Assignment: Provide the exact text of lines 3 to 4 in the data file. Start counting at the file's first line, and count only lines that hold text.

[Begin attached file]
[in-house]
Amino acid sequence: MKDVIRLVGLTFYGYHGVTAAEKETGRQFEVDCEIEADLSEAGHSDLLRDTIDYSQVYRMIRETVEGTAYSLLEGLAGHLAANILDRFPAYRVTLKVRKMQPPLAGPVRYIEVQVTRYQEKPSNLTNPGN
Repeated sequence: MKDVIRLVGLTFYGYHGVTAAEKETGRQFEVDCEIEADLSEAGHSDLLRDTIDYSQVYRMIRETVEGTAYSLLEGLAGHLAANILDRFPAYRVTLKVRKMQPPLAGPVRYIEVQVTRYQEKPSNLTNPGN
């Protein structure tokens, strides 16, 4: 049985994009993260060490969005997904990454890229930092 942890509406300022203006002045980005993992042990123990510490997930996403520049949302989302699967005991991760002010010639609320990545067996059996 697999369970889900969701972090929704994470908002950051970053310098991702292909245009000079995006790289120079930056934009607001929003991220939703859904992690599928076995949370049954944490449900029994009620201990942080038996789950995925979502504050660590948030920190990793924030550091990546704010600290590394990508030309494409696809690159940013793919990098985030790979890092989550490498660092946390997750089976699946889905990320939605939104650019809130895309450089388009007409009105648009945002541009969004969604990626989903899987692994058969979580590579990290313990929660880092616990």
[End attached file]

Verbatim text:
Repeated sequence: MKDVIRLVGLTFYGYHGVTAAEKETGRQFEVDCEIEADLSEAGHSDLLRDTIDYSQVYRMIRETVEGTAYSLLEGLAGHLAANILDRFPAYRVTLKVRKMQPPLAGPVRYIEVQVTRYQEKPSNLTNPGN
């Protein structure tokens, strides 16, 4: 049985994009993260060490969005997904990454890229930092 942890509406300022203006002045980005993992042990123990510490997930996403520049949302989302699967005991991760002010010639609320990545067996059996 697999369970889900969701972090929704994470908002950051970053310098991702292909245009000079995006790289120079930056934009607001929003991220939703859904992690599928076995949370049954944490449900029994009620201990942080038996789950995925979502504050660590948030920190990793924030550091990546704010600290590394990508030309494409696809690159940013793919990098985030790979890092989550490498660092946390997750089976699946889905990320939605939104650019809130895309450089388009007409009105648009945002541009969004969604990626989903899987692994058969979580590579990290313990929660880092616990």